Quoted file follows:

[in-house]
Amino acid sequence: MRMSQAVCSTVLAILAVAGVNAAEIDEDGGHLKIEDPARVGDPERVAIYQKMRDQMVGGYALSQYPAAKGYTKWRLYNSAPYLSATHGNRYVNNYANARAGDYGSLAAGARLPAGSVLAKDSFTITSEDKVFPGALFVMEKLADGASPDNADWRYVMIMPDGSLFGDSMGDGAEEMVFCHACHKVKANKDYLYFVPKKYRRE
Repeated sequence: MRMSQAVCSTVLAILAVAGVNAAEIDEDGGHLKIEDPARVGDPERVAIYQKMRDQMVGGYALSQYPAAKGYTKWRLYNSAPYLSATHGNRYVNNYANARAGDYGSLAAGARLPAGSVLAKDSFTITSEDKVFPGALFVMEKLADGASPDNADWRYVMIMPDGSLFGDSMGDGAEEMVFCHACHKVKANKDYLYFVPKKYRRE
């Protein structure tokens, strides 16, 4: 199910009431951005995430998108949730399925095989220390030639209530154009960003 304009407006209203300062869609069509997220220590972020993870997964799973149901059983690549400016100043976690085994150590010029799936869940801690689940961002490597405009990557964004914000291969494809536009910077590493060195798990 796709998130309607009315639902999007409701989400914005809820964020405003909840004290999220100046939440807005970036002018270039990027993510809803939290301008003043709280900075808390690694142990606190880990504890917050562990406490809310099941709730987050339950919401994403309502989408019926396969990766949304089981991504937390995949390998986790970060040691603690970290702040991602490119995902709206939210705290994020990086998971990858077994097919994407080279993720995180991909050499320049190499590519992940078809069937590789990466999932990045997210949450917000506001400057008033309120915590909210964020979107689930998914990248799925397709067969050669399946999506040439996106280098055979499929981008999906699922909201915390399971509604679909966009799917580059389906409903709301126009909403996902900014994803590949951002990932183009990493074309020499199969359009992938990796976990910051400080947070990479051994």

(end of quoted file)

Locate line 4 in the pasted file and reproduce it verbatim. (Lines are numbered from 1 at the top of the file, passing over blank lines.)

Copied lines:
């Protein structure tokens, strides 16, 4: 199910009431951005995430998108949730399925095989220390030639209530154009960003 304009407006209203300062869609069509997220220590972020993870997964799973149901059983690549400016100043976690085994150590010029799936869940801690689940961002490597405009990557964004914000291969494809536009910077590493060195798990 796709998130309607009315639902999007409701989400914005809820964020405003909840004290999220100046939440807005970036002018270039990027993510809803939290301008003043709280900075808390690694142990606190880990504890917050562990406490809310099941709730987050339950919401994403309502989408019926396969990766949304089981991504937390995949390998986790970060040691603690970290702040991602490119995902709206939210705290994020990086998971990858077994097919994407080279993720995180991909050499320049190499590519992940078809069937590789990466999932990045997210949450917000506001400057008033309120915590909210964020979107689930998914990248799925397709067969050669399946999506040439996106280098055979499929981008999906699922909201915390399971509604679909966009799917580059389906409903709301126009909403996902900014994803590949951002990932183009990493074309020499199969359009992938990796976990910051400080947070990479051994």